The first time I was scheduled to interview Larry Elder was at a Republican Party Animals event in Hollywood.
When he first arrived, the first thing I saw was camera flashes and then almost the entire crowd glommed toward him. I stood on a chair to see what was happening and there, in the middle of the crowd, was the Eldorado himself—the Sage from South Central, Larry Elder.
I hadn’t been nervous about meeting him until that moment. Of course I had heard him on the radio and knew he was very beloved throughout California but this? It was as if one of the Beatles had shown up. But my nerves dissipated as soon as I started talking to him. I think it’s a combination of his calm, cool demeanor and the kind way he looks at you, as if he’s mentally saying, “Relax, you’re doing fine.”
In that first interview, Elder talked about how he had considered running against Barbara Boxer in 2010 but the GOP went with Carly Fiorina instead. I then asked if he would ever try to run for office again and that night, on-camera, Elder told me he was considering running for Diane Feinstein’s Senate seat. The crowd went nuts, bursting into cheers.
Again, he didn’t go for it…but every chance I get, I urge Larry to run for some type of office in California because this town needs him desperately and people absolutely adore him. This is from my 2011 interview with Larry Elder. The first paragraph was his breakdown of the then-primary presidential primaries; I left this part in the article because his assessments are spot-on.
A-M: Who is your current political favorite and why?
LE: Margaret Thatcher and Thomas Sowell. The problem neither of those is running and even if they were, Margaret Thatcher wouldn’t be eligible because she’s not an American-born citizen. (laughs)
I can tell you who is low on the [presidential 2012] list, that’s a little easier. Huntsman is low; he once supported Obamacare and said the stimulus was too small so that’s a non-starter. I like Ron Paul domestically; I think Ron Paul is naïve about how the world works. A lot of Libertarians believe you just sort of mind your own business and other people respect that and mind their own business, too. That’s not how bad guys work—that’s not how evil people work and I just think it’s kind of a dangerous thing to withdraw from the battle that we have against Islamo-fascism. But on the domestic side I’m happy he’s in the race because he says things that require the other candidates to respond and I think it makes our whole debates healthier and I think the candidate that emerges will be stronger for that.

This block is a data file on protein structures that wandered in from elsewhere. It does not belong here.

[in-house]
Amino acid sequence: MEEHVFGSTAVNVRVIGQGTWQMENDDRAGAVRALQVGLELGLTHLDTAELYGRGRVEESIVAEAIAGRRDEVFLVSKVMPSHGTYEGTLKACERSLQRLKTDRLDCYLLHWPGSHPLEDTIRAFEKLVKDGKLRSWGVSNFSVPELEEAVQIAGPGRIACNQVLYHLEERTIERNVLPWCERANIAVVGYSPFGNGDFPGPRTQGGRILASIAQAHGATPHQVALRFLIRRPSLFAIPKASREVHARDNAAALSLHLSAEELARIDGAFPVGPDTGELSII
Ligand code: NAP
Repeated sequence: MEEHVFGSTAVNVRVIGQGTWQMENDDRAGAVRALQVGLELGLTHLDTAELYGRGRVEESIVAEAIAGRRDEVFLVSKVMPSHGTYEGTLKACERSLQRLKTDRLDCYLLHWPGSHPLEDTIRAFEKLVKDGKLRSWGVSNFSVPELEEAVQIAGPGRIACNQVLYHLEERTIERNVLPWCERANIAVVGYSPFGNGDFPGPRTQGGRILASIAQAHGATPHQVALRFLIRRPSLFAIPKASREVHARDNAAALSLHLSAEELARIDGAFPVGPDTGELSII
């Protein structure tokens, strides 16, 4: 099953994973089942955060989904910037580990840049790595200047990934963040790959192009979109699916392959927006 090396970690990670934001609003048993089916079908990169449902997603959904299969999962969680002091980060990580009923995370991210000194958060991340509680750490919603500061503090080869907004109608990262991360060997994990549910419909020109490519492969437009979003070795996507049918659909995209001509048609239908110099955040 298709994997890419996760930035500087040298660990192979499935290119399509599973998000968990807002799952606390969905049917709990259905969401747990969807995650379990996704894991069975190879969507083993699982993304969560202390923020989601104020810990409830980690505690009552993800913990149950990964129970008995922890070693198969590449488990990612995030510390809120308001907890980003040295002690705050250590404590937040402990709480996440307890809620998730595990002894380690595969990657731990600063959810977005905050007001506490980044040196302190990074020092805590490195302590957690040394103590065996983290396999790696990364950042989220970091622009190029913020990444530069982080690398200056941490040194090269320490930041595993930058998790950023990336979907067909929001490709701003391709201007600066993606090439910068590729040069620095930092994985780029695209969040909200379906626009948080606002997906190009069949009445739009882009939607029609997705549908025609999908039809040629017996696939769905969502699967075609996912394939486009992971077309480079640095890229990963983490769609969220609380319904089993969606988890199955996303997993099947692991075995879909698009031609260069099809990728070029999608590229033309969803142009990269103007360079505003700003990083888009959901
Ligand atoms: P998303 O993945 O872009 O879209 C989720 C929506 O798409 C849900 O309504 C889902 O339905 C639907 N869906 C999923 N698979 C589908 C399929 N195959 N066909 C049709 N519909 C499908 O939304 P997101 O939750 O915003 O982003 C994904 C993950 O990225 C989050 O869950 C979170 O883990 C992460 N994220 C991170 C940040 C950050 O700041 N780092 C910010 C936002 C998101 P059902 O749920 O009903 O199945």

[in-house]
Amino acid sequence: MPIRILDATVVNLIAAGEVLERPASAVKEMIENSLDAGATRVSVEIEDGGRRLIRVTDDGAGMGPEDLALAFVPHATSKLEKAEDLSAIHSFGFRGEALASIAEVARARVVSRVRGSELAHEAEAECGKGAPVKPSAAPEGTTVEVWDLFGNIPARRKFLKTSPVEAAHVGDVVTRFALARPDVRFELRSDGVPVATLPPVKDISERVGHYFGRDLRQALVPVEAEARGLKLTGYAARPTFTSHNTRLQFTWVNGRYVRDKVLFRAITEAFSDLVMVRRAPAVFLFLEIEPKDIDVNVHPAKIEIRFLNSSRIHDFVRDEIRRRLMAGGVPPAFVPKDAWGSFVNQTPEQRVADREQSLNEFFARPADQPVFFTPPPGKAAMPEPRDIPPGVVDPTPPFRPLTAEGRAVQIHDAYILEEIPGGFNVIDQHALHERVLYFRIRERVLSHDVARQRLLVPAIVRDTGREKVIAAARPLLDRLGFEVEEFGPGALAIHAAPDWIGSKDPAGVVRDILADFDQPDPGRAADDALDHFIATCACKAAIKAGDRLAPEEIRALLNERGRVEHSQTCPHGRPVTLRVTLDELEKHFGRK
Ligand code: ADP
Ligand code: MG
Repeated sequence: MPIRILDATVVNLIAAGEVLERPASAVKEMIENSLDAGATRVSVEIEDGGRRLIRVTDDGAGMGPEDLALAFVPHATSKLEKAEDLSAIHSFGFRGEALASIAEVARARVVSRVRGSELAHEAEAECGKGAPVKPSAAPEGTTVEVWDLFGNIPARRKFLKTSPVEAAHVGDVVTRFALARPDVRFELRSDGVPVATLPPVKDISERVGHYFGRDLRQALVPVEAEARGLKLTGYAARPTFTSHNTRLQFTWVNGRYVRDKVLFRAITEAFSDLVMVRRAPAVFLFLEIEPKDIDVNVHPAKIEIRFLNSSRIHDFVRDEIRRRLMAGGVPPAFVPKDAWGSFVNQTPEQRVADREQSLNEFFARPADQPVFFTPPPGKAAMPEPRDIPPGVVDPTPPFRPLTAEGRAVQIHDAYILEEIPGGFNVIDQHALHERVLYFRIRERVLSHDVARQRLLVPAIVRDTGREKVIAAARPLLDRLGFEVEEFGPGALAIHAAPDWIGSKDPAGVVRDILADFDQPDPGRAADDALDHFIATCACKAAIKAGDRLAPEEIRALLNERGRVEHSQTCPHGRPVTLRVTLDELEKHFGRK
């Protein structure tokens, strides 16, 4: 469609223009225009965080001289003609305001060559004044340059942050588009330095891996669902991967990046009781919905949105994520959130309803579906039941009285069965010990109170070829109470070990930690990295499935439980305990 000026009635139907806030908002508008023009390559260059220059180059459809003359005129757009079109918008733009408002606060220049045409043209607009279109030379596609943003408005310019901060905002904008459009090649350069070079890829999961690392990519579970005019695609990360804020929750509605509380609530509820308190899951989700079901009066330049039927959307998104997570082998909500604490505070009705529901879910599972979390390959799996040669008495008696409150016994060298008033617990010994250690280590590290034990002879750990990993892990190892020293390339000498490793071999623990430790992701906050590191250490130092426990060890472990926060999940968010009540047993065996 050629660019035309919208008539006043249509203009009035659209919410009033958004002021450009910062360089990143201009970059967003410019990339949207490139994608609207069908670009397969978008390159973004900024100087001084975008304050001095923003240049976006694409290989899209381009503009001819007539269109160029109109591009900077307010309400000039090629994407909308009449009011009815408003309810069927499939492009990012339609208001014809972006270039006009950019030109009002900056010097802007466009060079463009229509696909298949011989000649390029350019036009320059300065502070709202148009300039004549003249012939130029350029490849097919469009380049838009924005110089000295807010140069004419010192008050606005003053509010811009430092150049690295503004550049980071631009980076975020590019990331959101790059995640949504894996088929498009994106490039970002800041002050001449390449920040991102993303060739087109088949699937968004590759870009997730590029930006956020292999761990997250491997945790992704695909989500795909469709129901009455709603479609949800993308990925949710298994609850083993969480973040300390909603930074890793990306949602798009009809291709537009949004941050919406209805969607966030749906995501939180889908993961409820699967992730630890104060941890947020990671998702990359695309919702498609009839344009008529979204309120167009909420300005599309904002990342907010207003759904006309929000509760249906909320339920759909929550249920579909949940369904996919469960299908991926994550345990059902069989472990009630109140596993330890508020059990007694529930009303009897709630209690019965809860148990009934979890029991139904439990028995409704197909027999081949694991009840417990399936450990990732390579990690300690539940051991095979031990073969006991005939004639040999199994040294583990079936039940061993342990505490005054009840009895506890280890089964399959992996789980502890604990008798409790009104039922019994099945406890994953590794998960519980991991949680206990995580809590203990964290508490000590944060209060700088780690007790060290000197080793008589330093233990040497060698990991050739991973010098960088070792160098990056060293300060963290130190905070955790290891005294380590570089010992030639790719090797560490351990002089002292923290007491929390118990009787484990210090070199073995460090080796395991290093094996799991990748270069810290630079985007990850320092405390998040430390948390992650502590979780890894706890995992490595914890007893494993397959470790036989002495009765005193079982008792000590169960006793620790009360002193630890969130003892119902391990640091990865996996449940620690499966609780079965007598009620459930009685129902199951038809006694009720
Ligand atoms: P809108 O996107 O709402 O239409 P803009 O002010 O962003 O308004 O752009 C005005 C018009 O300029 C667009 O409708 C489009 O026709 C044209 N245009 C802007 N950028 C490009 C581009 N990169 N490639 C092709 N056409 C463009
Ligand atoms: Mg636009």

I like Cain, I like Romney, I like Rick Perry, Santorum, Gingrich. If any of those becomes the nominee I could certainly get behind them. I like Bachmann, I could get behind her. But I think probably if I were to be a betting person I would bet on Romney. Not as a preference but as a prediction. He’s got the money, he’s been around the track, and he’s not the kind of person who’ll make mistakes when he speaks. He’ll be an effective debater against Obama and I think he can beat him. The Mormon thing is a problem—only because there is a bias against that religion and it might cost him 5 maybe 10 points so that’s a problem for him. As was the case with Jack Kennedy, the first Catholic to win, he did suffer because of his Catholicism. It’s a non-issue now and being a Mormon will be a non-issue someday but right now it’s a problem in terms of his electability. Of course Obama would never bring up Romney’s religion [because of his own problems with Rev. Wright] but there are people, regular voters, who think of Mormonism as a cult. I’ve heard evangelists say stuff like that and if enough people feel that way it could cost him the election.
A-M: What (or who) do you believe is currently the biggest threat to America, and why?